POLITICAL ISSUE Pleas On Behalf Of Men With Five Years' Service N.Z.P.A. Special Correspondent Rec. noon. SYDNEY, this day. A major political question at present is: When will the men of the A.I.F. with five years of service be discharged? On June 1 the Prime Minister. Mr. Chifley, stated that men with five years or more service would be released. Federal Opposition leaders claim that the Government's plan is not being imDlemented.
In the House of Representatives last week the Government defeated an Opposition attempt to force a debate on delays in the release of these men. The Leader of the Opposition, Mr. Menzies, had moved the - adjournment of the House to discuss the matter, but the Speaker ruled the motion out of order on the ground that there was already an item on the notice paper allowing a debate on Army releases. Mr. Chifley said that at a suitable time the Government would give the House an opportunity to discuss the question, but he could not promise a definite date. Mr. Menzies said the Opposition advocated that five-year men should be ordered out of the Army and not merely given the option of discharge. It would be unfair to put them in the position of appearing to abandon their colleagues. Aid For Home-Bnilding Service and other releases would enable many more men to be available for home-building before the end of the year, said the Prime Minister, Mr. Chifley, after conferring with the Minister for Post-war Reconstruction, Mr. J. J. Dedman, the Minister for Housing, Mr. H. P. Lazzarini, the acting-Premier of New South Wales, Mr. J. M. Baddely, and the State Minister for Housing, Mr. J. McGirr, on the housing problems in New South Wales. , ■ Mr. Chifley added that while it was admitted that the releases of manpower for the building industry have not been in the past sufficient to ensure fulfilment of the new housing target, it was pointed out that the programme undertaken for the British Navy, which is imposing a considerable strain on these resoxirces. will shortly be completed. This release, together with the releases from the Services already decided on, and with the manpower, becoming available as a result of the depression of the works, munitions and supply programmes, will mean that the pool of labour for civilian needs, including housing, will be increased by nearly 90,000 men before the end of the year. The momentum of releases from all sources will increase from then onwards. The Sydnev Sun blames the "military autocracy" for holding up the Government's directive that veterans be released, but adds that if the Government allowed the Army chiefs to flout its decision it is equally to blame. The Canberra correspondent of the Sun reports that some five-year men, phvsically unfit and rejected by their units because they cannot be used, are being kept in base camps doing nothing. They have been told they must wait for details of policy decisions on five-year releases before they can be discharged.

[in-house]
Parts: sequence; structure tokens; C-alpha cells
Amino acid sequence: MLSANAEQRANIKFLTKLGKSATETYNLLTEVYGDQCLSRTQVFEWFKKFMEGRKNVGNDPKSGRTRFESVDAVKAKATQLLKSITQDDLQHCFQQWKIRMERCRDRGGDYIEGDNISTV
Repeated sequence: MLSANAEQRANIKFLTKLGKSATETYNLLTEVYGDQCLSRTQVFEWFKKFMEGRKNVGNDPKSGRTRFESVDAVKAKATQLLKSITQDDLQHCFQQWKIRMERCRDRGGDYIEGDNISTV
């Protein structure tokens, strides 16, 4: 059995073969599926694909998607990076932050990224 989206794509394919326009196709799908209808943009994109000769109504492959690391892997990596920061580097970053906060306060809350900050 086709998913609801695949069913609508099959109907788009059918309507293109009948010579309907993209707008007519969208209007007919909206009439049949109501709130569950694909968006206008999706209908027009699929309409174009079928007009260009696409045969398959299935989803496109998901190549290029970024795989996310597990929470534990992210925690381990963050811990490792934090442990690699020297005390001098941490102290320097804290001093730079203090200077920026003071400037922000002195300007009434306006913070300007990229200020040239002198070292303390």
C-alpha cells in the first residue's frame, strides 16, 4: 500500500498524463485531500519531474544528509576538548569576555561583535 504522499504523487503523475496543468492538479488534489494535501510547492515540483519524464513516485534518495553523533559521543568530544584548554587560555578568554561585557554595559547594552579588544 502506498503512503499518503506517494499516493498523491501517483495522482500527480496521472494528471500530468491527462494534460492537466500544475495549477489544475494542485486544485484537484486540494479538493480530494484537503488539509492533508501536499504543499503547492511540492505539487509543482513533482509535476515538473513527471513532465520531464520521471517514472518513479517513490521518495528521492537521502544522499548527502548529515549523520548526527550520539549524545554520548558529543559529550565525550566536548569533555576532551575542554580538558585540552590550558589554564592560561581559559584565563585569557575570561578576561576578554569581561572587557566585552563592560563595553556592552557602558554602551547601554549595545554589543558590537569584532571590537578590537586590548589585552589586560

TOWNS AND AIRFIELD TAKEN
Rec. 1 p.m. CHUNGKING, July 23
The Chinese, pressing toward Kweilin, have recaptured Paishou, 25 miles to the west, Ining, a highway junction 11 miles to the northwestward, and Chaihsu, a railway town 57 miles to the north-east. Other columns, exerting pressure from the south-west, have reached a point eight miles from Kweilin. Another Chinese force is approaching Yangse airfield, which, if recaptured, will be the seventh lost American base reverting to Chinese-American I control.
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A.I.F. DISCHARGES, Auckland Star, Volume LXXVI, Issue 173, 24 July 1945
A.I.F. DISCHARGES Auckland Star, Volume LXXVI, Issue 173, 24 July 1945
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